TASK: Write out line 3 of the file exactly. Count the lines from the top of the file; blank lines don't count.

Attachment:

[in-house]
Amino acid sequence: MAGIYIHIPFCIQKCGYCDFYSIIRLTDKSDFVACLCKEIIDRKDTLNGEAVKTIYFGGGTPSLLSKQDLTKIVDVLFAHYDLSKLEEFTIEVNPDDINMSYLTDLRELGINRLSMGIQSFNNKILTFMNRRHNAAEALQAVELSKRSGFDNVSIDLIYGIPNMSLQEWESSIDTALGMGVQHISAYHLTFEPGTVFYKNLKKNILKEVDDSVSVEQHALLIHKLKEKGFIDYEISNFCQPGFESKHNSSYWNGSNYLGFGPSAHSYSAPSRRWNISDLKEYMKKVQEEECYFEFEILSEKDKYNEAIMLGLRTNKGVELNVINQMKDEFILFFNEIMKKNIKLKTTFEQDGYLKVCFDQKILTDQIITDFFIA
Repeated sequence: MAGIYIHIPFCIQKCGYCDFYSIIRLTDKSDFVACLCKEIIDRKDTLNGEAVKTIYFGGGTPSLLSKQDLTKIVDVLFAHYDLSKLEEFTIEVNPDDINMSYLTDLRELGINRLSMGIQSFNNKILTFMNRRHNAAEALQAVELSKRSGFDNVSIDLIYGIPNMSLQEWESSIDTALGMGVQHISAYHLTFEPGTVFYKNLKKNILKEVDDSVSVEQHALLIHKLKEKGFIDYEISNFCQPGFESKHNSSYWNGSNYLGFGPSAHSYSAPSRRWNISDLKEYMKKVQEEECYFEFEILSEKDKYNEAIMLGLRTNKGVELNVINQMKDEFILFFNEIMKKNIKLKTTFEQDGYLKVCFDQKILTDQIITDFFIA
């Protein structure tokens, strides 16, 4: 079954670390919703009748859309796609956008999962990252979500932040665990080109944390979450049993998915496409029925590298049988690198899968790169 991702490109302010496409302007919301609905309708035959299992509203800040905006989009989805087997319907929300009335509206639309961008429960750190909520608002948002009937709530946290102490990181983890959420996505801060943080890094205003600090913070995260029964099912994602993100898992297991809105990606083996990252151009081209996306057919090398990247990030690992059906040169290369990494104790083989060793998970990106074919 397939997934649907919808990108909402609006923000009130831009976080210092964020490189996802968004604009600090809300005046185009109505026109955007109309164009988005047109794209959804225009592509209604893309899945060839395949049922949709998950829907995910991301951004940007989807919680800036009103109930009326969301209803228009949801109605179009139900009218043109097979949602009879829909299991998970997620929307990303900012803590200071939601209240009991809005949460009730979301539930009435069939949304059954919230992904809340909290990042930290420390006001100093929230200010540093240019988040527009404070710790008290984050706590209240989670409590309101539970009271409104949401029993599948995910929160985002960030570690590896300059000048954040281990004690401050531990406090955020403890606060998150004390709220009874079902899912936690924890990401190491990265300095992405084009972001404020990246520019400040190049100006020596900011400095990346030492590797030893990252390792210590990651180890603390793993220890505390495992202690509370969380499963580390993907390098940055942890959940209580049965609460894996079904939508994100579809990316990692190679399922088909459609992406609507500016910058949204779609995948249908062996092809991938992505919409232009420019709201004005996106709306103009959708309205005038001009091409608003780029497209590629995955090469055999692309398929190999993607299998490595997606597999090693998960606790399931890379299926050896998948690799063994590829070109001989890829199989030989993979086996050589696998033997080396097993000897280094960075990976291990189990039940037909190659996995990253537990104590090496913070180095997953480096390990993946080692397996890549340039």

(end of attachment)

Repeated sequence: MAGIYIHIPFCIQKCGYCDFYSIIRLTDKSDFVACLCKEIIDRKDTLNGEAVKTIYFGGGTPSLLSKQDLTKIVDVLFAHYDLSKLEEFTIEVNPDDINMSYLTDLRELGINRLSMGIQSFNNKILTFMNRRHNAAEALQAVELSKRSGFDNVSIDLIYGIPNMSLQEWESSIDTALGMGVQHISAYHLTFEPGTVFYKNLKKNILKEVDDSVSVEQHALLIHKLKEKGFIDYEISNFCQPGFESKHNSSYWNGSNYLGFGPSAHSYSAPSRRWNISDLKEYMKKVQEEECYFEFEILSEKDKYNEAIMLGLRTNKGVELNVINQMKDEFILFFNEIMKKNIKLKTTFEQDGYLKVCFDQKILTDQIITDFFIA